green bean casserole is cooking in the cooler, lower part of the oven.
I used this technique for cooking our supper last night.  I mentioned in an earlier post that my preferred method for baking potatoes is to cook them for an hour at 400 degrees.  Green bean casserole only has to cook for half an hour at 350.  Thus, the "duo-temp" oven method worked great in this situation.

I have also used this technique at Thanksgiving dinners.  Once the turkey is out of the oven, I put my makeshift cold plain shelf in so that I can bake the dinner rolls down below in the moderate section while I brown the marshmallows on top of the sweet potatoes and dry out the dressing a little in the hot upper section.

A couple of things to keep in mind:

1) I never scrape all of the fly ash from the top of the oven chamber in the flue area beneath the cooktop.  Doing so would probably result in an even larger temperature difference between the two chambers created in the oven by using this method.  I would just be extra careful about the top of the food cooking too quickly in comparison to the bottom.  Some foods can be turned or stirred, though, and that would eliminate this concern.

2) Using this method renders the reading on the oven thermometer useless except to give you a general idea of how hot the oven is.  Since most oven thermometers are in the middle of the door right about where the foil-covered rack is going to land, they are only going to present a happy medium between the two temperatures of the upper and lower parts of the oven.

As usual, I hope that this little hint helps someone else make his or her wood cookstove cooking adventures more successful.  If you are a wood cookstove cook who does something similar or has something more to add, please take advantage of the comments section below.  Happy cooking!

Sunday, October 27, 2013

The Stove that Started It All

I credit my great-great-aunt Meme with getting me interested in woodburning cookstoves.  Born in 1895, she was in her eighties by the time I was born, but she was still walking beans (for those of you who are too young or from an urban background, that is what we called it when people walked the soybean fields in order to hoe or cut the weeds in the days before herbicides made this practice obsolete) and keeping very active.  She was my maternal grandfather's aunt and grew up on the farm where my grandmother, brother, and cousin all make their homes today.  My grandfather was both an only child as well as an only grandchild since Meme and her sister never married.  Meme expended all of her motherly instincts on my grandfather, in many ways becoming much closer to him than his own mother was.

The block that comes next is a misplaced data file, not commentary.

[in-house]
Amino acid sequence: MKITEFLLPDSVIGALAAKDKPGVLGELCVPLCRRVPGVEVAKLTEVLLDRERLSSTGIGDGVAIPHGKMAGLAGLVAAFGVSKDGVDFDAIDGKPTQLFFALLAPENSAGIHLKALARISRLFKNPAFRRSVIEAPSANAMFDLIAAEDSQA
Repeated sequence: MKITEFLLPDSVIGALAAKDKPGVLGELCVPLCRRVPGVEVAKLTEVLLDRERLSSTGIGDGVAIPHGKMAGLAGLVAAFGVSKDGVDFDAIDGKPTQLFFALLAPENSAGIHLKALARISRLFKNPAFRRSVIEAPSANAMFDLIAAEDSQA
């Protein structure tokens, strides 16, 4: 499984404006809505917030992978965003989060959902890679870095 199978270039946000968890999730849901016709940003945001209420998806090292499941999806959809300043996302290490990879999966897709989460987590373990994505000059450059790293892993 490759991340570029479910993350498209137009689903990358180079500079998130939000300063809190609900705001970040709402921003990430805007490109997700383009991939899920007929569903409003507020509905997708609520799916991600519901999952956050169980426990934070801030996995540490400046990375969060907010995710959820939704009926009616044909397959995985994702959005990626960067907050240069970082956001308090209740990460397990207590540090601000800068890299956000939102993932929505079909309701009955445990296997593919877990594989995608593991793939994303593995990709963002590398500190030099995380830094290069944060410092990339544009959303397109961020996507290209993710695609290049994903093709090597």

When my mother's generation was growing up, it always felt to them like they had an extra grandmother because Meme was very much a part of the family at all times.  With her great-nieces and nephew she did things like take them to see Mary Poppins when it first came out in theaters, but by the time I came along, her driving days were numbered, so the majority of the time that I spent with her was in her apartment, where we played together and she started baking cookies with me very early on.
As I mention in the "About Me" column beneath the labels index on the left, Meme and her sister had been given a toy wood cookstove when they were young.  She reminisced about how the two of them would collect small sticks in the yard and burn them in the stove, baking tiny pies in the oven and cooking small pots of things on the top.  Eventually, Meme's sister-in-law (my great-grandmother) convinced her to give the stove to some cousins to play with.  During that time, several of the stove lids were lost, a frying pan handle was broken, and the long stovepipe extension went AWOL.  Meme always indicated that she saw the stove on a visit to their house after the children were grown, and she was heartbroken to see it in such a state of neglect, so she asked for it back.  Her wish was granted; she brought it home and cleaned it up, using baby food jar lids to replace the missing stovetop lids.
Thus, it came to be that I always played with it while visiting her.  She left her home on Grace Street in 1977, and I remember playing with it on the living room floor there, so I had to be very young when I started enjoying it.  Once she moved to her apartment, my sister and brother and I spent countless hours in the second bedroom, which she had fitted up as a sort of sewing/play room, "cooking" buckeyes, acorns, and some other nut that I haven't been able to identify.